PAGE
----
Should young Americans bother studying technology?


We have a fundamental disconnect facing this country's technology labor force. On the one hand, we need young people to pursue careers in technology so we can regain our competitive edge as a nation. On the other hand, because of the pace of technological change, we will almost certainly leave these same people out of work and out of luck once the first gray hairs sprout upon their heads.

The disconnect stood out in stark relief for me after I read a New York Times piece on Sunday about the difficulty that tech professionals with 10 years' experience are having finding work. The article focuses on Silicon Valley, where there evidently are a lot of job openings--but not for anyone with much experience.

People older than 35 (yes, 35) "regularly face discrimination by technology companies," the article reports. In December, the unemployment rate in the South Bay region was higher than the national average, even though companies in the area are growing and hiring.

The phenomenon is aptly--if unwittingly--summed up by Lori Goler, the head of HR at Facebook, which seeks to recruit the "college student who built a company on the side, or an iPhone app over the weekend...We ask: Are they going to get to do what they love to do for fun at work?"

Here's the question the college student should ask: "Am I still going to think of this as fun after doing it 50-60 hours a week for 10 years? If I realize that it is, in fact, work, I will want to be compensated for it fairly, but instead I will be let go since I was hired because I was relatively cheap."

And that's where the disconnect lies. Everywhere we turn we hear about 1) the need for young people to go into technology and science to help the country and themselves; and 2) sincere efforts to encourage more students to enter these fields. Three quick examples:

  • In the State of the Union address Jan. 24, President Obama said: "Growing industries in science and technology have twice as many openings as we have workers who can do the job." The president wants companies to partner with community colleges to "teach people skills that businesses are looking for right now, from data management to high-tech manufacturing."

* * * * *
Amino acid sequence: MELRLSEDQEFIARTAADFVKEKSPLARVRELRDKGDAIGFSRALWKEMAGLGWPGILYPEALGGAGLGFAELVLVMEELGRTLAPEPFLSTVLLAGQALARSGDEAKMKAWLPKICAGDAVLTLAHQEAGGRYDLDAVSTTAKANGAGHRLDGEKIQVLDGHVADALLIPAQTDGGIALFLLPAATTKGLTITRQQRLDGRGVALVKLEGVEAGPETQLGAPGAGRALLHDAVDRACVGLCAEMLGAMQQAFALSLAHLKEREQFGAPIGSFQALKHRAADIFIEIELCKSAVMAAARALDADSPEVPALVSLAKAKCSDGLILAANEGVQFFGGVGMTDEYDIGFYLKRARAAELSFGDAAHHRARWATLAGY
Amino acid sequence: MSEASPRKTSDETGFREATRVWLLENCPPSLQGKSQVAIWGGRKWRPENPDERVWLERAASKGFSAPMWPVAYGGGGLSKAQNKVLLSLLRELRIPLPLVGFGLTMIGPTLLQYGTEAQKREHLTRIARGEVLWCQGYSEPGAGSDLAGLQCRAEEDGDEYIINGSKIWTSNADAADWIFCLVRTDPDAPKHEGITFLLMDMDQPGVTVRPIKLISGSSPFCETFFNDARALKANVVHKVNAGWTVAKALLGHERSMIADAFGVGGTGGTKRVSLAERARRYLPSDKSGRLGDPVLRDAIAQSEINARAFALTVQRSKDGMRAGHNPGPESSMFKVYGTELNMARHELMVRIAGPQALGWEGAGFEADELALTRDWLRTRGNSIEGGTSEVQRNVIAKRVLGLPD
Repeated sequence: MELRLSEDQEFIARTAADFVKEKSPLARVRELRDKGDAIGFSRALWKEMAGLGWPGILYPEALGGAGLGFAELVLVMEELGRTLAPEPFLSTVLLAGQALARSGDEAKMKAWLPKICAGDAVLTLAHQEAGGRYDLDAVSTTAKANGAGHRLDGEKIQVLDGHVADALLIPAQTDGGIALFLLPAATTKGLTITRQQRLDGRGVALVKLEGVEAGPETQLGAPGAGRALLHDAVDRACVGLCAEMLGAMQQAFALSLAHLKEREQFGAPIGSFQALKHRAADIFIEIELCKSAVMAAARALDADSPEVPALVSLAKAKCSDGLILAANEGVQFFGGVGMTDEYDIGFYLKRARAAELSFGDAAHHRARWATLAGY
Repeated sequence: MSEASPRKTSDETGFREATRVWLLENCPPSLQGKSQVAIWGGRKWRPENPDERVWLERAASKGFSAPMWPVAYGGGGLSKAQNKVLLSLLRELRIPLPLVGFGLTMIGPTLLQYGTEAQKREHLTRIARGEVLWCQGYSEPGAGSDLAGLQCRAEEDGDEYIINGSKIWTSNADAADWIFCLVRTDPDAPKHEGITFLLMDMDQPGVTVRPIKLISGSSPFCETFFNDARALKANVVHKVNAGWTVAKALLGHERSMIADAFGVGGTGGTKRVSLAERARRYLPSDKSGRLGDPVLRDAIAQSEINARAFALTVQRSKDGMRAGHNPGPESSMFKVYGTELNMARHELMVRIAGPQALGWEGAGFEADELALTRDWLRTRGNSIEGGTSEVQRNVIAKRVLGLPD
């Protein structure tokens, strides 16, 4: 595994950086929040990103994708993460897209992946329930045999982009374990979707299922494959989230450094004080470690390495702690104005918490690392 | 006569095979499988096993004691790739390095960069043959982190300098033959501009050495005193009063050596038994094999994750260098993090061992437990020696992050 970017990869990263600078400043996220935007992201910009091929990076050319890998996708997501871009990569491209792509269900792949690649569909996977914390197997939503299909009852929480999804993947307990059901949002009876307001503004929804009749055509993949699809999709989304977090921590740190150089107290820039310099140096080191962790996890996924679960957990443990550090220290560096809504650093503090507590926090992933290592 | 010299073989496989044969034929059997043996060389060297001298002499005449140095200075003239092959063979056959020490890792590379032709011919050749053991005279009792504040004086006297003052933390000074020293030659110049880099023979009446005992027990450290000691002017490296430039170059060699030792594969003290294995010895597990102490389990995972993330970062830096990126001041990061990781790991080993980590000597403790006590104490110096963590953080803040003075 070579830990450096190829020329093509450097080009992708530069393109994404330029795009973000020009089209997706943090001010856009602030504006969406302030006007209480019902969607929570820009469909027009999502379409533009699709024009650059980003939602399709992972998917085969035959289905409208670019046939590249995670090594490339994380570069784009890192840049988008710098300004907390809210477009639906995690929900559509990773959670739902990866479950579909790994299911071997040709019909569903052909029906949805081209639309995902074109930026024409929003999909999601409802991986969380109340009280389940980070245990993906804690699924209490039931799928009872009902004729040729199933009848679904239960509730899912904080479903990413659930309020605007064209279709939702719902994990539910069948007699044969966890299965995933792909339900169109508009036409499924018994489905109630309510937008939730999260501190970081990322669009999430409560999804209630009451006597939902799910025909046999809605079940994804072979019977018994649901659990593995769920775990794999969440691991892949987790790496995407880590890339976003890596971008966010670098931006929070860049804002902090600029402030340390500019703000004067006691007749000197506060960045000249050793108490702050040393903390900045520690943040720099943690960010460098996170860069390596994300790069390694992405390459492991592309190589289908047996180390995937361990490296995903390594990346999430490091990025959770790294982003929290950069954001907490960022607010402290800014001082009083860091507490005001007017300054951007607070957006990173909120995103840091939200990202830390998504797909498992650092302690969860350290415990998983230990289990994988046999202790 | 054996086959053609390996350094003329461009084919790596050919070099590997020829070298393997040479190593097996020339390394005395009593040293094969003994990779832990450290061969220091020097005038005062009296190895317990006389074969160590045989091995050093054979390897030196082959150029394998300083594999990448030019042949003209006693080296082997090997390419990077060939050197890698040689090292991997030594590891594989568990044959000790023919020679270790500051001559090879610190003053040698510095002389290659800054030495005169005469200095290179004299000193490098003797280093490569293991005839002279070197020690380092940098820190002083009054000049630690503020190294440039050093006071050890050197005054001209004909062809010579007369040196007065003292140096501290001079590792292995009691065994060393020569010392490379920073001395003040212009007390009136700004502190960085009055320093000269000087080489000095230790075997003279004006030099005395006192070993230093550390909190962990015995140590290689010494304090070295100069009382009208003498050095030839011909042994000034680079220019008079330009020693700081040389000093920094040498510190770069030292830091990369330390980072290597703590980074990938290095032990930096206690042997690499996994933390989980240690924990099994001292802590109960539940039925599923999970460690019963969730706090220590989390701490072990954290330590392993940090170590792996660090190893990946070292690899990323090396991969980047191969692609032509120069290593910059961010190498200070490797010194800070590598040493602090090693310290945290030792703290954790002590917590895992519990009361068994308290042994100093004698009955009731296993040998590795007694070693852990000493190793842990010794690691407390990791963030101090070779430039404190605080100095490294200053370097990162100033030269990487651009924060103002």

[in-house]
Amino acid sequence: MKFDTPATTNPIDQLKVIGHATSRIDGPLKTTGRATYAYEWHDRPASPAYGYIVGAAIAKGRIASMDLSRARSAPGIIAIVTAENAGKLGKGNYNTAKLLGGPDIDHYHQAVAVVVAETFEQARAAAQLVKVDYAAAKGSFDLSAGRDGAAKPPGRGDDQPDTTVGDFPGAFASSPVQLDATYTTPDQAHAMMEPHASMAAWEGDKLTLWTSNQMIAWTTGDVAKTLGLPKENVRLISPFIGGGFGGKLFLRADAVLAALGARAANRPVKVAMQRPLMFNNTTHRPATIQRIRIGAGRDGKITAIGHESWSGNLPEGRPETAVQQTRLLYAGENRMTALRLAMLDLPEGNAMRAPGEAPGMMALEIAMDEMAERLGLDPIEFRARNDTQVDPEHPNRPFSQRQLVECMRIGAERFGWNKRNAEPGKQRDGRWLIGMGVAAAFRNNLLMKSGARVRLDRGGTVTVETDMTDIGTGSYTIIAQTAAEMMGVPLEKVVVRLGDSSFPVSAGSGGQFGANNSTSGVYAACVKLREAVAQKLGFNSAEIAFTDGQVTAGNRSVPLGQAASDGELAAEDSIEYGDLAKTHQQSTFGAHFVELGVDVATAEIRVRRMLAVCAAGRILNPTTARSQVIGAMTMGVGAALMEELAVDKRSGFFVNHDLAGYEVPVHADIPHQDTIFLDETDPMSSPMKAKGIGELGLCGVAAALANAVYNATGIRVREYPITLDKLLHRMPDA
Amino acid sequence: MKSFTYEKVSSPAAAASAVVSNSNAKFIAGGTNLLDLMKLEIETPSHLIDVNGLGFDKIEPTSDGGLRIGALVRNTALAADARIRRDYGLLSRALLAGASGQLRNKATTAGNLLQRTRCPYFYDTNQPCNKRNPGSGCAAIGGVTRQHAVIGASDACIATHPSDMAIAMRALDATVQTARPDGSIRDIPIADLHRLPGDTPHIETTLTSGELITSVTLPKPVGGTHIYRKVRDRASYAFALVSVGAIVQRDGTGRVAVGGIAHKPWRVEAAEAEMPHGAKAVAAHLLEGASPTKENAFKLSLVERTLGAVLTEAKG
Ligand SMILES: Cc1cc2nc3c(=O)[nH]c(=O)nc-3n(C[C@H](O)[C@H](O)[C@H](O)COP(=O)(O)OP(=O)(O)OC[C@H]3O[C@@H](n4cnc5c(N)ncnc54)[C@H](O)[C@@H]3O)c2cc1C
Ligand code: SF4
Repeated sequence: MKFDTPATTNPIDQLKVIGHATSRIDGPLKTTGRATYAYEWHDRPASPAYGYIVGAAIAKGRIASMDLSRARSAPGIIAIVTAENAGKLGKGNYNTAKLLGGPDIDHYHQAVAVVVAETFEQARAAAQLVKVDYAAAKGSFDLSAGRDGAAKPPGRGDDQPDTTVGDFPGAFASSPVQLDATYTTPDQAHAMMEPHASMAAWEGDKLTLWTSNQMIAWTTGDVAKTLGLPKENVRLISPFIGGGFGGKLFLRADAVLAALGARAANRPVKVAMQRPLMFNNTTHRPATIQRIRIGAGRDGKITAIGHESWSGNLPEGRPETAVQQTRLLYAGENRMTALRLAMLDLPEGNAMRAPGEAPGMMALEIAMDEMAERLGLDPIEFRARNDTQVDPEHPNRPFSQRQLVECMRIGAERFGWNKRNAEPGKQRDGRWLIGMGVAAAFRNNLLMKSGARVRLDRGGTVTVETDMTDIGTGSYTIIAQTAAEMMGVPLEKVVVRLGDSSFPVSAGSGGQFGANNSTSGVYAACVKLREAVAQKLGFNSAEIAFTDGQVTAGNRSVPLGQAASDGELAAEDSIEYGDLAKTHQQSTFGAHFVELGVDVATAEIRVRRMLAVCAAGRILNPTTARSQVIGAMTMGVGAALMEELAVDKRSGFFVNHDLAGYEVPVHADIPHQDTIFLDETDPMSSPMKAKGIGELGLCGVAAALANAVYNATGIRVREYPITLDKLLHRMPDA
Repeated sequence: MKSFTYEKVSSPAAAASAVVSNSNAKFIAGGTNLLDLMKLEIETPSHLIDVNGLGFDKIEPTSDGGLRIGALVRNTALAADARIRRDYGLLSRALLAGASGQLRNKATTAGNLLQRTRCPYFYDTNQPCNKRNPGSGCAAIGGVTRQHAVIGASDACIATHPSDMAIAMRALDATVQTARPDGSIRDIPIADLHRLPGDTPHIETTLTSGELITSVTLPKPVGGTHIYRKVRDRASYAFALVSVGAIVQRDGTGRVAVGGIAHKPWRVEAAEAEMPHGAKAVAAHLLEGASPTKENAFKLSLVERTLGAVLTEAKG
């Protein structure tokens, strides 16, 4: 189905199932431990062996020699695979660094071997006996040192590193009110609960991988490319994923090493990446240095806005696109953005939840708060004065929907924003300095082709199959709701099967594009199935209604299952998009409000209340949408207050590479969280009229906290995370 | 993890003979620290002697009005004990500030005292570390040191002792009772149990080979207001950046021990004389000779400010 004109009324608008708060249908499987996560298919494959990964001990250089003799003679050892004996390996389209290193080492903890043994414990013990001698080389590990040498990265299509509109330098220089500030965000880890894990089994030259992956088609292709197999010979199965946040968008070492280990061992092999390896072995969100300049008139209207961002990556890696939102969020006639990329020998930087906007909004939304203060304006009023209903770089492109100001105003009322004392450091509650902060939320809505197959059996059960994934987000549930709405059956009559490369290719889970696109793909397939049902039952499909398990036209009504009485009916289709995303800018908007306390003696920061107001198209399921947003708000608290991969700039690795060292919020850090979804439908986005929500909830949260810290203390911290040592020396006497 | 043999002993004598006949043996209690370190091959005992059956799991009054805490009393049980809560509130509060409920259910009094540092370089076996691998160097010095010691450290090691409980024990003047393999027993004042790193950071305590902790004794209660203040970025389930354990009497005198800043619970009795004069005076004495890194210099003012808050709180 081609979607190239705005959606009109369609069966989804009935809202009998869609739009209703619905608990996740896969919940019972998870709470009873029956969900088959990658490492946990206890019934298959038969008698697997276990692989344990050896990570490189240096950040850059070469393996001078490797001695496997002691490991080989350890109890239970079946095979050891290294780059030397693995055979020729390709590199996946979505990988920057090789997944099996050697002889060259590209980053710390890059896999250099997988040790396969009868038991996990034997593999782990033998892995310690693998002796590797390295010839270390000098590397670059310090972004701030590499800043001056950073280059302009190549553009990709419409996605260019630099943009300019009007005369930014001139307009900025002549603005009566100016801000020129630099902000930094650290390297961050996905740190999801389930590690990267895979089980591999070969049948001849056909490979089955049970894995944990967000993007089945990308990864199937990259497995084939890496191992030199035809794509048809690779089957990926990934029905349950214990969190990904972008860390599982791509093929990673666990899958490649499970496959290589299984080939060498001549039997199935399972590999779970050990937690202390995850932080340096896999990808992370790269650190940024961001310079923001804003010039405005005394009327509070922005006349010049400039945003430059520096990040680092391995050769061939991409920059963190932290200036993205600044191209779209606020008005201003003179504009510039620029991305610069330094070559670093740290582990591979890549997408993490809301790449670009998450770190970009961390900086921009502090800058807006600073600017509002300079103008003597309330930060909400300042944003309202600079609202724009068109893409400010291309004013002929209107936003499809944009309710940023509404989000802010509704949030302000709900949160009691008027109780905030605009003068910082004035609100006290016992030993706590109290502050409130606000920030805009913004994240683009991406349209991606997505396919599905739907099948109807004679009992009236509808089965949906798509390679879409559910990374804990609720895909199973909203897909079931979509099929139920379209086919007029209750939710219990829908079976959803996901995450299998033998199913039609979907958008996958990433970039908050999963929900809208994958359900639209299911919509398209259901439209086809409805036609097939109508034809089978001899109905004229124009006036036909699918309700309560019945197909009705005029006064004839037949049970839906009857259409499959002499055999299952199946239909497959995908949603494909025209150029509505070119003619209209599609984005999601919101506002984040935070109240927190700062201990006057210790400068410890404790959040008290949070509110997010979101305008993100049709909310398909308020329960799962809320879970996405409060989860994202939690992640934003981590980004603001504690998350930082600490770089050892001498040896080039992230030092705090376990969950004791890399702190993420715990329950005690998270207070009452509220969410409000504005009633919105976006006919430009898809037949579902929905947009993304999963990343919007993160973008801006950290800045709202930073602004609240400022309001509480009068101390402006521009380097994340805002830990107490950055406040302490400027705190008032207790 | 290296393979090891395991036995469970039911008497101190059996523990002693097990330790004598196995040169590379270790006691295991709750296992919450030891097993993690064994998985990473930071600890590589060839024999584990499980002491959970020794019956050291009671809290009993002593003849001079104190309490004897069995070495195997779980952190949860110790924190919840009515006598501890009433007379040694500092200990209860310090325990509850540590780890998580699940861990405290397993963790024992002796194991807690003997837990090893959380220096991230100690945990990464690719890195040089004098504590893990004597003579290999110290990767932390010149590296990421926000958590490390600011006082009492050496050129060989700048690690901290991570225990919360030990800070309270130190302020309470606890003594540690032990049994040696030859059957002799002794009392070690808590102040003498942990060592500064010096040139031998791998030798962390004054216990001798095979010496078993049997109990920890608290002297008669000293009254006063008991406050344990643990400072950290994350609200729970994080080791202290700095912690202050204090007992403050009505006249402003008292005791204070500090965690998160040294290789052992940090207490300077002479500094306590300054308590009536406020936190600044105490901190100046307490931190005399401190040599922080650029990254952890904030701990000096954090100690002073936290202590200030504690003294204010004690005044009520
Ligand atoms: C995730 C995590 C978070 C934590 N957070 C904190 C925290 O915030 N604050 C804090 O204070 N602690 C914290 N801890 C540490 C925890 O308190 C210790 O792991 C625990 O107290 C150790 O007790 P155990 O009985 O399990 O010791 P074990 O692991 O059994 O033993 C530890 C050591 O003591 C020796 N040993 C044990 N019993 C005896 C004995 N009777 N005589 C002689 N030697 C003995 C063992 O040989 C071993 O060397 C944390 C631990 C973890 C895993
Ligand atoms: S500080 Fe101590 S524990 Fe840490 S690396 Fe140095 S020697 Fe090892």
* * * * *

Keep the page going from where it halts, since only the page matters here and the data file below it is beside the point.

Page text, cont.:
• The Academy for Software Engineering in New York City, preparing to open in the fall, aims to address the domestic hiring problem by narrowing the gap between high-priced American developers and their low-priced counterparts overseas. By foregoing academic admissions requirements, the academy hopes to teach a more diverse range of the population to code.
  • The Georgetown Center on Education and the Workforce recently put out a report on college degrees and earning opportunity (.pdf), concluding that high school students bound for college should pick their majors very carefully because unemployment and earnings are closely tied to majors. Recent college graduates with degrees in computers, mathematics and engineering earned considerably more than new graduates with any other degrees, including business and health, prompting a lot of career counselors to start nudging more teens onto this path.

A technology education no doubt lands fresh, new graduates jobs faster than an English degree does, all the while giving U.S. employers a greater domestic pool to fish from. But if that education lands those same people out on the street not long after they receive an invite to their 10-year class reunions, what good does it really do them? If a young person's life plans include anything like a mortgage and tuition for the offspring, half a career probably isn't going to cut it. - Caron